How a series of spectacular dribbles brought a bullfighting chant to the Beautiful Game
If you're the kind of person whose love for the game reaches beyond that of your own club and the current cluster of stars adorning the front covers of your favourite video games, then it’s likely you would have heard of Garrincha.
If you’re a romantic. If you’ve a love for nostalgia. If you hear the echoes of the eternal greats of the Beautiful Game, well, then you certainly know who he was.
But for those who don’t, he was one of the greatest footballers of all time. A World Cup winner in 1958 and the standout performer as the Selecao made it back-to-back trophies in Chile in 1962. With injury having cruelly stripped the world of Pele for almost all of that tournament, it was Garrincha who led his country to glory.
He may not appear at the top of any goalscoring charts you dig out, but goals were not really his thing. No, Garrincha, the ‘Angel with bent legs’, treasured one thing above all else: the dribble. And nobody did it better (sorry, Stanley Matthews).
Garrincha is one of the game’s greatest mythical figures and the protagonist of some of the game’s great stories. And few are better than how the phrase ‘Ole!’ entered the football lexicon.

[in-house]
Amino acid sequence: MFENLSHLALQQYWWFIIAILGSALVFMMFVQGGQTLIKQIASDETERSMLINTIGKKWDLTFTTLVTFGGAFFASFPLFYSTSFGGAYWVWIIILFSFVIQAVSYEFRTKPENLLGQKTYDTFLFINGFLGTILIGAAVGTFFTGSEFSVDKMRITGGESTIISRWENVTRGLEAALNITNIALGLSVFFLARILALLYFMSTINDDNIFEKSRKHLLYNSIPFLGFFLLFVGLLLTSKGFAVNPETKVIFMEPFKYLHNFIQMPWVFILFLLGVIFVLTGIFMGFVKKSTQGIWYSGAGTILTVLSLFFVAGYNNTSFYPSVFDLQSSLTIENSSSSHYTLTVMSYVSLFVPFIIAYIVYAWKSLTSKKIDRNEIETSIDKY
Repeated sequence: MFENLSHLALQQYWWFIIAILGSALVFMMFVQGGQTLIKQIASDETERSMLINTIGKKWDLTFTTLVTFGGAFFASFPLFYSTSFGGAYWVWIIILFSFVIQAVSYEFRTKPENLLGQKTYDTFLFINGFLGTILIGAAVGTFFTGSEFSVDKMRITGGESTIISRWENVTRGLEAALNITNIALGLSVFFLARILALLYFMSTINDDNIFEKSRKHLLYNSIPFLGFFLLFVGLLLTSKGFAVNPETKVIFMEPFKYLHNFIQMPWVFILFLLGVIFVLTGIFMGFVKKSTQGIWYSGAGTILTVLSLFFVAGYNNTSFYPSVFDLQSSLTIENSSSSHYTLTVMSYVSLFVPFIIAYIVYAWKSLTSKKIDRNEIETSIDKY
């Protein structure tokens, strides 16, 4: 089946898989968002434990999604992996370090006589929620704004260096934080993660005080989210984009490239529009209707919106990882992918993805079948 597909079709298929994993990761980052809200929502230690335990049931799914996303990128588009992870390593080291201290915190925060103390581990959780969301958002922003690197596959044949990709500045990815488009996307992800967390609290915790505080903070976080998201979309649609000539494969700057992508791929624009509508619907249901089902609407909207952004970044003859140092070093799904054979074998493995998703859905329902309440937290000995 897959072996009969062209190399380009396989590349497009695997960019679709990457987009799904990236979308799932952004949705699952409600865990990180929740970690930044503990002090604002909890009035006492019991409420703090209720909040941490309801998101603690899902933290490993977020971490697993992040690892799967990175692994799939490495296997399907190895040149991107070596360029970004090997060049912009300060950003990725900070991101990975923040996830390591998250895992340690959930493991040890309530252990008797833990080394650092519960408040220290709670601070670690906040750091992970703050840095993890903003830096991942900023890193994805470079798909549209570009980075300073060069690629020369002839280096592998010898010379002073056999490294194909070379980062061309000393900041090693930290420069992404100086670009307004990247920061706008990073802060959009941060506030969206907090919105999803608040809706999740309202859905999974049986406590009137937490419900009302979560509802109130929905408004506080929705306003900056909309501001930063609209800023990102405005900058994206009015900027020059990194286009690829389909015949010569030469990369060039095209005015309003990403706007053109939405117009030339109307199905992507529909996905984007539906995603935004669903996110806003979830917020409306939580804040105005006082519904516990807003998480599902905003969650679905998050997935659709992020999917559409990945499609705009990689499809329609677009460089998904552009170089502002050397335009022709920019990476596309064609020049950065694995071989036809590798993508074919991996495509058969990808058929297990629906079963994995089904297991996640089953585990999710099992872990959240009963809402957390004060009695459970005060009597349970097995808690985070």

It all happened back in 1958, before Garrincha’s name became known all over the world. His club, Botafogo, were playing against a great River Plate side that included the likes of Amadeo Carizzo, Nestor Rossi and Angel Labruna.
The Brazilians had a few legends of their own, of course, including the great Didi and Nilton Santos. But as soon as the ball begin to roll that day, it became clear that this was to be Garrincha's game.
Poor Federico Vairo. The River Plate left-back would never forget that date: February 20th, 1958.
It was as if everyone in Mexico that day were watching a bullfight. And so the local supporters began: "Ole!" they screamed gleefully, adopting a chant from the Bullring. Every time Garrincha dribbled Vairo – “Ole!” Time and again Garrincha beat his marker in his customary style. His body swinging from one side to another, his menacing hips and dazzling toes ensuring that every attempted tackle would prove futile.
And then it came. The moment that would that would go down in legend. The story goes that Garrincha stood up Vairo again but, this time, as the Brazilian darted past his marker, he left the ball behind. Metres away from the dancing Garrincha, and the dazed, confused and desperate Vairo, the ball sat still.
The Mexicans roared with laughter in the stands. They could take no more – and neither could Vairo. His coach, Jose Maria Minella, spared the poor left-back by substituting him. As he returned to the bench, covered in dirt from head to toe, Vairo said, "There's nothing you can do. It's impossible.”
That game ended 1-1, but nobody cared about the result. This was the day when football brought joy, spread happiness, and gave the watching spectators the gift of laughter.
Since that day, every time a side is in control and begin toying with the opposition, ‘Ole’ echoes around the stadium – from Brazil to Bahrain, the chant has transcended language and culture across the globe.
And every time they do, some of us remember Garrincha, and feel like he never left us.